Yes! I think I did. However I had no inkling of it then. At Aitchison, I won the Ranbir Shamshir Jung art prize, probably thrice. Sardar Muhammad was our art teacher and quite a well-known painter. He was succeeded by Khalid Iqbal and Moyeen Najmi. For me both proved to be great mentors. Khalid and Moyeen are today both regarded as our pre-eminent painters of our country. At Atichison I excelled in painting. To my surprise I obtained the highest marks ever, in Art at Punjab University B.A examinations. I was awarded a Scholarship but I went and did my Masters in English. That was partly for my mother’s concern for my career. I did my M.A in English but then went back to art by joining an art school in London. I had a great father. Imagine in those days a father letting his only child to go and join an art school. But my journey did not stop there. A year later I left the Art School and went to reading English at St. John’s College Cambridge.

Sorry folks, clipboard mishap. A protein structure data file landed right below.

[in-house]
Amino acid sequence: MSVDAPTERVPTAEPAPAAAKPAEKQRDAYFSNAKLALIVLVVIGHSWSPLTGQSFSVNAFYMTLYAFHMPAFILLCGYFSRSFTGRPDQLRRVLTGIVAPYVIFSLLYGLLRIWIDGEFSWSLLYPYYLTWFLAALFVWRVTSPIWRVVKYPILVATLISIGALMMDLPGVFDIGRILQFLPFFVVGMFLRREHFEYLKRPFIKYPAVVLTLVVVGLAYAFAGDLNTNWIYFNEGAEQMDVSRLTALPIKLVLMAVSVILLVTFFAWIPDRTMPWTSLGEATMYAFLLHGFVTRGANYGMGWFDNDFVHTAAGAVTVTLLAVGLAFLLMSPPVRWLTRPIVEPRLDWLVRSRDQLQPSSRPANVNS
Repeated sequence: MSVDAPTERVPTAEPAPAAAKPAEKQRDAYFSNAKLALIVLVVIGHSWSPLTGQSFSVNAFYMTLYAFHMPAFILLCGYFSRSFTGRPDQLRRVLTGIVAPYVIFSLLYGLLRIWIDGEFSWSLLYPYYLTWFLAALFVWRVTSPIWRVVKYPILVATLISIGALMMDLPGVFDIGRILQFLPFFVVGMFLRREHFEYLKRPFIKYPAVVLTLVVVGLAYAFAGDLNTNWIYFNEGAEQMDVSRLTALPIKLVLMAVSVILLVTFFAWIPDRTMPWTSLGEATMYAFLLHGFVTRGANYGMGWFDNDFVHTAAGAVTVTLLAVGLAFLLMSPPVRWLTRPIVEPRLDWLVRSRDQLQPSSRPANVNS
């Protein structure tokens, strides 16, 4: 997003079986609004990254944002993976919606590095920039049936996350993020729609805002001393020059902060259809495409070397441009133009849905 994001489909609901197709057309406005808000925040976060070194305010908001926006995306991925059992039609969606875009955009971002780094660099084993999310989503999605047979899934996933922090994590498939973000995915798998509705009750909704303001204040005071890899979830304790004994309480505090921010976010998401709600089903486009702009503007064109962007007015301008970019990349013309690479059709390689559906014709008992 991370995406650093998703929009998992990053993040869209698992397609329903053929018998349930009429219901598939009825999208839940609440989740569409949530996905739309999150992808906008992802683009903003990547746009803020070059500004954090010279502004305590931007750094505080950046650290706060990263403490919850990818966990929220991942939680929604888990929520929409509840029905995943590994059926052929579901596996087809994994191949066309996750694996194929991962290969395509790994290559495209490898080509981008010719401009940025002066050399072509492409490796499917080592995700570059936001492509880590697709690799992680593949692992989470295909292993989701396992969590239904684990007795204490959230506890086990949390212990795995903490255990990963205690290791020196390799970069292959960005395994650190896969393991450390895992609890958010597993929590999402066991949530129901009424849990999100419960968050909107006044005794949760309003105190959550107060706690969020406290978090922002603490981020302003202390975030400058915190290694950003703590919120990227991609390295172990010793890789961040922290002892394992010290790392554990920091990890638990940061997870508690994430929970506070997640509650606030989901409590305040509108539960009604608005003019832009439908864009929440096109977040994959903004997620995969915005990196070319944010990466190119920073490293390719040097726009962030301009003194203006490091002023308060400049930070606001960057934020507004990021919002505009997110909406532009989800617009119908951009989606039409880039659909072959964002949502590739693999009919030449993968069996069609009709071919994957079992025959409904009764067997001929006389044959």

Is there anything that distinguishes Aitchison College from other institutions?

I think that Aitchison College was a secular institution. In spite of the fact that we were all generally religious minded our attitude and conduct was secular. Some of us were Shias, I hailed from a Sunni family and there must have been an odd Wahabi too – actually we didn’t really know the differences. There were some Christian foreigners as well. We’d go to India and meet Sikhs and Hindus and befriend them too without the slightest hesitation. There was never a division amongst us on the basis of our faith or tongue. The only real conflict was on the basis of the House to which you belonged. Were you Godly or Kelly? We had stronger bonding than differences; there were mutual tiffs of course on the sideline, quickly resolved. I think this was a great habit we imbibed at Aitchison and I hope we don’t ever lose this.

Also, I think Aitchisonians crowd for crowd were more amiable, as compared with boys from most other institutions. They stood up and conducted themselves better collectively. We always went out in our blazers to be identified as Aitchisonians. If I meet someone who was senior to me at school short of clicking the heels I extend all respect he deserved.

Is there anything you think the College should be doing?

First and foremost it should keep up all good tradition that we stood for. Additionally with the number of playing fields we have at Aitchison, I would like to see some athletes, hockey and cricket players representing their country. We should also support the arts and if we can’t produce singers, musicians and painters, we should at least produce some visible patrons of the arts.